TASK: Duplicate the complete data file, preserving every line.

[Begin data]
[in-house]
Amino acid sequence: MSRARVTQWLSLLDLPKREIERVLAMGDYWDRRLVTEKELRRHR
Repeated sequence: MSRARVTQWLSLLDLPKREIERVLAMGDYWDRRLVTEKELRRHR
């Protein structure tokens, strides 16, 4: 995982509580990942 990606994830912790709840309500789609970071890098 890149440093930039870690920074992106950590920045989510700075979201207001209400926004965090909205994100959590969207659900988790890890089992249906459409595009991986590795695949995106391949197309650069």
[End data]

[in-house]
Amino acid sequence: MSRARVTQWLSLLDLPKREIERVLAMGDYWDRRLVTEKELRRHR
Repeated sequence: MSRARVTQWLSLLDLPKREIERVLAMGDYWDRRLVTEKELRRHR
């Protein structure tokens, strides 16, 4: 995982509580990942 990606994830912790709840309500789609970071890098 890149440093930039870690920074992106950590920045989510700075979201207001209400926004965090909205994100959590969207659900988790890890089992249906459409595009991986590795695949995106391949197309650069």